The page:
Estate planning for young families

Many young families put off estate planning. If asked, they may say they are too young, healthy or can’t afford it. Some have trouble just thinking about what could happen if they should die while their minor children and spouse are depending on them.

But even a healthy, young adult can be taken suddenly by an accident or illness, and those with young families need estate planning precisely because others are depending on them. Of course, the typical young adult is not expecting to die while his or her family is young, but clients who plan for the possibility are being prudent and responsible ... and showing their familes how much they care.  

A good estate plan for a young family will include naming someone to administer the estate (a trustee or executor), naming a guardian to care for minor children, providing instructions for the distribution of assets, and naming someone to manage the inheritance for the children until they become adults. It will also include a review of insurance needs and planning for disability.

Naming an executor or trustee for the estate. This person will be responsible for handling the client's final financial affairs — locating and valuing assets, locating and paying bills, distributing assets, hiring an attorney and other advisors — so it should be someone who is trustworthy, willing, able, knows the client and will carry out his or her wishes.  

Naming a guardian for minor children. If something happens to one parent, the other parent will continue to raise the children (unless he or she is physically or emotionally unable to do so). But who will raise them if something happens to both parents? This is often a difficult decision for parents, but it is very important. If parents have not named a guardian, the court will have to appoint someone without knowing their wishes, their children or their family members.  

See also: The Ins and Outs of Trusts

Providing instructions for distribution of assets. Most married couples want their assets to go to the surviving spouse if one of them dies. If both parents die and the children are young, they want their assets to be used to care for their children. Some assets will transfer automatically to the surviving spouse by beneficiary designations and how title is held. However, an estate plan is still needed in the event this spouse becomes disabled or dies, so the assets can be used to provide for the children. 

Naming someone to manage the children’s inheritance. Unless clients include this in their estate planning, the court will appoint someone to oversee their children’s inheritance. This will likely be a friend of the judge and a stranger to the family. It will cost money, which will be paid from the inheritance. Also, the children will receive their inheritance (in equal shares) when they reach legal age, usually age 18. Most parents prefer that their children inherit when they are older and to keep the money in one “pot,” so it can be used to care for the children’s different needs. Establishing a trust for the children’s inheritance lets your client accomplish these goals and select someone he or she knows and trusts to manage it.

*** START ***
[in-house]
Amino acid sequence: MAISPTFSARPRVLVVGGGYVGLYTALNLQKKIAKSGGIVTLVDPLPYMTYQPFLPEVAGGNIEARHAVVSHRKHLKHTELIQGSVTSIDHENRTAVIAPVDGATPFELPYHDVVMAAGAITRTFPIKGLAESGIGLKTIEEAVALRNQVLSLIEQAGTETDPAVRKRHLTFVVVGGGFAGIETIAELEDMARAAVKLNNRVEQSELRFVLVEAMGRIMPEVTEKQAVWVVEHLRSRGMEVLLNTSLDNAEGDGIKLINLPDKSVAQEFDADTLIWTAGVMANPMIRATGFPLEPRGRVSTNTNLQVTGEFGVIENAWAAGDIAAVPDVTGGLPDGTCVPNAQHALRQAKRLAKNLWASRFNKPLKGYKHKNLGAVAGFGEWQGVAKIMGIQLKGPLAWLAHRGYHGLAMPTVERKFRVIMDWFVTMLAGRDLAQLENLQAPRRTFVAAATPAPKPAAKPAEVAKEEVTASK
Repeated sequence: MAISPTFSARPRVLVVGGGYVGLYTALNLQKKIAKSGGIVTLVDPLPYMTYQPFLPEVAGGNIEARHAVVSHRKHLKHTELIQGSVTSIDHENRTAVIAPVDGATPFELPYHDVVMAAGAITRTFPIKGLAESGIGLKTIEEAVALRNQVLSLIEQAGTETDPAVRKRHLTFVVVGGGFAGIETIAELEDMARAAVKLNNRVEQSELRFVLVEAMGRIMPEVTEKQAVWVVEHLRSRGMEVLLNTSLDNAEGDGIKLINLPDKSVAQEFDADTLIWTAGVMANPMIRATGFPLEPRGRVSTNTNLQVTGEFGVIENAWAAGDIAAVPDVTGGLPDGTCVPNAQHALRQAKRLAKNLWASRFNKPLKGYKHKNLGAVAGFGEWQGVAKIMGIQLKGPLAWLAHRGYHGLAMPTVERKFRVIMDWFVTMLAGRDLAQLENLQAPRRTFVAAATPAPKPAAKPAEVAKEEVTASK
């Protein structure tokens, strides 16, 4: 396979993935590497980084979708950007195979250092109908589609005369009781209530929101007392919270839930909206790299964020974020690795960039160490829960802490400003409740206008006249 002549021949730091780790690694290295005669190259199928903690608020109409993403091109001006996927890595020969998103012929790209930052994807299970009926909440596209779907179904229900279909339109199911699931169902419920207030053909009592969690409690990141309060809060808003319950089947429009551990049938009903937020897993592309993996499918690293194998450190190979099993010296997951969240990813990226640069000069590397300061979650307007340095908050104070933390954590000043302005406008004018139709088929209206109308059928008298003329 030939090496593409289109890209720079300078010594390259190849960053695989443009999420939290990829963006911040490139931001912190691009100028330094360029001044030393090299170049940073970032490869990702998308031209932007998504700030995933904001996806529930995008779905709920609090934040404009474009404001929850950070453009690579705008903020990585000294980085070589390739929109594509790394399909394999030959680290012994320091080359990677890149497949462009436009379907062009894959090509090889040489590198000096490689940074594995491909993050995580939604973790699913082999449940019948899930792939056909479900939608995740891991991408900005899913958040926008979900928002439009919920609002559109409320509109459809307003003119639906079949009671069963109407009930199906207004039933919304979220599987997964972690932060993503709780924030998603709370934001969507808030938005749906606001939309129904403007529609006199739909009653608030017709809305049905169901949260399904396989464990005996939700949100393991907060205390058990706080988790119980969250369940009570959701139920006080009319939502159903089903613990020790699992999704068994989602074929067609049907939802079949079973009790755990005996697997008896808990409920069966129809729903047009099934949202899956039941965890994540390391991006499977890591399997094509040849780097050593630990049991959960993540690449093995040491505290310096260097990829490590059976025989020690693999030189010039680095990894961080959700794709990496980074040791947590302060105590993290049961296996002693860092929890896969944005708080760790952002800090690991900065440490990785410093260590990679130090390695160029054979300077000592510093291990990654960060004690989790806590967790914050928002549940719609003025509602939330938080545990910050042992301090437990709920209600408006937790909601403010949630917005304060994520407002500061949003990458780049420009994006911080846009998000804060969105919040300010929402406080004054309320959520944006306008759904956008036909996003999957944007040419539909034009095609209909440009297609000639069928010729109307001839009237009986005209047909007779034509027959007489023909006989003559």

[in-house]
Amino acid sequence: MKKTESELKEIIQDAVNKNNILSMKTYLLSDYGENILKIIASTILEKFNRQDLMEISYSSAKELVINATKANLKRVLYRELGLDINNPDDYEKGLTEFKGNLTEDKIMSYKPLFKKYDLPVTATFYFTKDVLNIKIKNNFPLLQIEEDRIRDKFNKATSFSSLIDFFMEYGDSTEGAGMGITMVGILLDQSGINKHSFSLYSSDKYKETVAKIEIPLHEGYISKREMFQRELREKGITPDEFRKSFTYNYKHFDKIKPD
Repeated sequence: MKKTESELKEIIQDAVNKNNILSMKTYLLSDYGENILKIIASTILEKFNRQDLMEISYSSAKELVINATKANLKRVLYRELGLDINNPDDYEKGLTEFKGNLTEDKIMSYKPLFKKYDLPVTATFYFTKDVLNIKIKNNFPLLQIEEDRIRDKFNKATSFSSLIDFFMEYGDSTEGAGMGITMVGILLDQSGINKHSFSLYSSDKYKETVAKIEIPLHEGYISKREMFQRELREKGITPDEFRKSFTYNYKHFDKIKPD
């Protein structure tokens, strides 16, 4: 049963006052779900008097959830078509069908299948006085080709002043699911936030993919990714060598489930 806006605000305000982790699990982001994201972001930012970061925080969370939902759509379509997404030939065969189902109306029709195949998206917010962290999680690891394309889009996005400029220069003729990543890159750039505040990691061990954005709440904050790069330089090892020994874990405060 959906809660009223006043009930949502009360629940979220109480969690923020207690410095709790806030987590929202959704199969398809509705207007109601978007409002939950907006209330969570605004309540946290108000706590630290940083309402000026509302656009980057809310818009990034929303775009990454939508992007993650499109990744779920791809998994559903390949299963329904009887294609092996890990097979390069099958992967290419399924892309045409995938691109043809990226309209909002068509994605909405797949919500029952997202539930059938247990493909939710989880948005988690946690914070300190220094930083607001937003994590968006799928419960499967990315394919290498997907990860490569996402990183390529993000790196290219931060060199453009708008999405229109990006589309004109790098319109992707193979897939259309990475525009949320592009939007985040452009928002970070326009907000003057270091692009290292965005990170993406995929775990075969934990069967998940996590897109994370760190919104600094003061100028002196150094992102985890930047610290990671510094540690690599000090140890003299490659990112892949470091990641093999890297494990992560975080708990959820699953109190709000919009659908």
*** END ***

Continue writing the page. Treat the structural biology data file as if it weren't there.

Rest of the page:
Reviewing insurance needs. Part of the estate planning process is to review the amount of life insurance on both parents. Income earned by one or both parents would need to be replaced. Also, one or more people would probably be needed to take over the responsibilities of a stay-at-home parent. Additional coverage may be needed to provide for the children until they are grown, even more if your client wants to pay for the children's college.  

Planning for disability. There is the possibility that one or both parents could become disabled due to injury, illness or even a random act of violence. This should be planned for as well. Both parents need medical powers of attorney that give someone else legal authority to make health care decisions for them if they are unable to do so. Your client would probably name his or her spouse to do this, but one or two others should be named in case the spouse is also unable to act. HIPPA authorizations will give doctors permission to discuss the client's medical situation with others (parents, siblings and close friends). Disability income insurance should also be considered because life insurance does not pay at disability.

Estate planning will require your clients to think about family relationships, and some decisions may be difficult. But as an advisor, you will be able to help them through the process, provide valuable guidance and make sure the plan will do what they want when it is needed. If finances are tight, as they usually are for young families, start with the most essential legal documents and term life insurance, then update and upgrade the plan as the client's financial situation improves. The most important thing is to not let them put this off. Once a plan is in place, your client will have peace of mind that his or her family will be protected if something should happen.

Originally published on www.EstatePlanning.com. All rights reserved. This material may not be published, broadcast, rewritten, or redistributed.


For more on estate planning, see:

The 9 lives of second-to-die

6 tax opportunities to take advantage of now

10 estate planning tasks your client should do before 2013


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